Based in Dunnamaggin, Co Kilkenny, the Heffernan family operate a sizeable dairy enterprise milking520spring-calving cows on a grass-based system.
Brothers Mark and Liam farm in partnership alongside their father Billy.
Since Billy starting out dairying in 1983 milking 27 heifers, nothing has stood still.
With cow numbers increasing twentyfold, most aspects of the farm’s infrastructure increased or changed accordingly.
However, one process that went unchanged for the next 37 years was the way in which cubicles were cleaned and bedded.
Manually scraping and bedding cubicles was a time-consuming chore.
Mark said: “From start to finish it was taking one man an hour to an hour and 15 minutes to scrape down and bed 520 cubicles using a squeegee (scraper) and bucket of lime.”
The family found that this was in turn slowing down morning and evening milking times while cows are housed on the shoulders of the year as it was taking a man away from the parlour for too long.
The lads looked into the option of a self-propelled cubicle sweeper/dispenser to save time and labour.
After a successful demonstration last year, they went with the Tuchel-Trac Mini II H based on performance and value for money. Dealer backup from Anner Agri, the Irish importer, also played a key role in their decision.
Brush and dispenser
First up is the 850mm hydraulically powered brush, a major selling point, the Heffernans noted.
The hinged brush arm is swung in and out of working position via one of the two spools and hydraulic cylinder. Brush speed can be adjusted on the move using the flow control valve.
Mark said: “It has great power and leaves the cubicles mats cleaner than we could before. It takes the abrasiveness of a brush to clean them whereas the rubber squeegee tended to glide across the dung, especially if it had any time to dry.”
Billy initially expected the brush to wear quite quickly, but is pleasantly surprised with how well it is lasting, still showing little signs of wear.
Mark noted how the brush arm needed to be reinforced but is reassured by the fact Tuchel has since made design changes and offered to modify the machine.
The rear hopper is mounted over the central rear wheel which steers. Its 150l capacity equates to about three bags (25kg) of lime, Mark said.
There is a manually adjustable shutter to alter material flow onto the conveyor. The lads found setting two (out of 10) to be the sweet spot.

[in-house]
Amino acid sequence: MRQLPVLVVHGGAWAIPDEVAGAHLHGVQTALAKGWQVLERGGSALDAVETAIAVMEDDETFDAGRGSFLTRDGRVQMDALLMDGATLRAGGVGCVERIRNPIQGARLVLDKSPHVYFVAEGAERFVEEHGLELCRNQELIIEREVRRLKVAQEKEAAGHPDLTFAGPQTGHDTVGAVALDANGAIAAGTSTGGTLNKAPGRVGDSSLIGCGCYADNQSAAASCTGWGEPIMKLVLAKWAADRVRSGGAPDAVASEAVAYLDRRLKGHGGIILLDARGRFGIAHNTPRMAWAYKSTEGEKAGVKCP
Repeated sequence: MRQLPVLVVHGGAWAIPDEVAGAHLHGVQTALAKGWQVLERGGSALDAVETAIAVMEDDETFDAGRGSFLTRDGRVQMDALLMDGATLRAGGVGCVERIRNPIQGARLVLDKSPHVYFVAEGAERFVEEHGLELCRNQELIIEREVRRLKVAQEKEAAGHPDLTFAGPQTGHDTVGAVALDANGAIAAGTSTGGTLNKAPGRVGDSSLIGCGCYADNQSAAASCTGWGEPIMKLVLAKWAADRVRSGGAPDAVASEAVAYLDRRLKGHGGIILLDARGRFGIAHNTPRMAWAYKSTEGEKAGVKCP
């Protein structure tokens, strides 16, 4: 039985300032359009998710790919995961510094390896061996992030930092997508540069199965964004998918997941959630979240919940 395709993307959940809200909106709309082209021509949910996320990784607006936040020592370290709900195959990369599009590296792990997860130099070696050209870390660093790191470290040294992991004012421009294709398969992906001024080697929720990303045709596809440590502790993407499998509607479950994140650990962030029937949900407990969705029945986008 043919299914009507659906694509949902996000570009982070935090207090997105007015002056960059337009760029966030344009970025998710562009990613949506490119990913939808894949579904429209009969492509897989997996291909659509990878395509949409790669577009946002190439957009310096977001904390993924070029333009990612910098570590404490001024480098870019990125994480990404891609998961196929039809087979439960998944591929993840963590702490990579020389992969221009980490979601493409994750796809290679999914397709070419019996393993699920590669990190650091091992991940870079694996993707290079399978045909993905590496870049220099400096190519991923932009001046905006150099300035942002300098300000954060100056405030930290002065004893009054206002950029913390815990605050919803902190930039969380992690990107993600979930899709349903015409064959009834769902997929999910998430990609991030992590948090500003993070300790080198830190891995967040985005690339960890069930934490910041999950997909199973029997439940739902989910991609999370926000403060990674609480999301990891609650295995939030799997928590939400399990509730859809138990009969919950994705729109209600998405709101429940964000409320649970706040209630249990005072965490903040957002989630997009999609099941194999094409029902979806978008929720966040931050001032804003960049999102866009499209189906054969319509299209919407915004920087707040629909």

The conveyor motor and hopper agitator motor are powered by the one battery. The power cable is easily disconnected and plugged into the charger.
Similar to the performance of the brush, the spread of the conveyor is a particular standout feature of the Mini II H.
“Some manufacturers use a spinning disc to spread the lime. We found these machines rose more dust.
“Aside from that, the conveyor responds more instantly to speed adjustments. For example, when wanting to throw lime further up on to a particular cubicle.”
The modular design of the machine leaves the hopper and dispenser as an add-on that the lads would have liked to see more integrated and therefore more sturdily mounted.
“Its entire weight is supported from the bottom. Mark commended Anner Agri for arriving out and bracing it on their own accord to prevent any issues down the line.
Under the driver’s seat is a single-cylinder, Honda air-cooled petrol engine.
Producing a total of 10hp, the engine is similar in size to that found in a small ride on lawnmower. Since the rear dispenser is battery operated, the engine just powers the hydrostatic wheel motors and the brush motor.
Mark said: “It’s a simple machine to operate and for 10hp it has enough power for its purpose. Forward and reverse is on the one pedal.” Top forward speed is 6.3km/h and 5.5km/h in reverse.
“Controls are simple. The hand throttle has a choke position for startup. Two spool levers control the brush, one to swing it in or out of place and the second to start it spinning.
“The dispenser control box has two switches and a battery charge level indicator. One switch is for on, off and standby, while the other switch adjusts the conveyor speed.”
Since The Tuchel-Trac Mini II H is essentially a tool carrier, the front brush is mounted on a small headstock.
This provides the flexibility of being able to interchange it for some of Tuchel’s other implements such as a yard scraper or silage pusher.
Now just weeks into its second winter, just over 75 hours have been clocked up which is quite a bit for a machine of its kind after one winter.
“It’s a machine that you wouldn’t do without having got used to it; one we should have bought years ago,” Mark said.
“We’re saving in the region of an hour and a half daily during peak. This equates roughly to a day’s work per week when time is needed most on the farm with cows calving and feeding among other jobs to be done.
“Now that there is more control over the amount of lime spread, we saw a 25% saving in the amount of lime used.
“The real beauty is that the job is done in one pass, saving time and strain on the body. We believe if you put a price on time and the lime savings, the machine will not be long paying for itself.
“Two tanks of petrol and two charges of the battery will see a busy week through. Maintenance is only a matter of keeping the air filter blown out and the brush arm greased every now and again
“We were told there is a new 14hp diesel model coming next year which features a self-loading hydraulically driven hopper and a mid-mounted scraper. We’d be keen to demo one of these machines,” Mark said.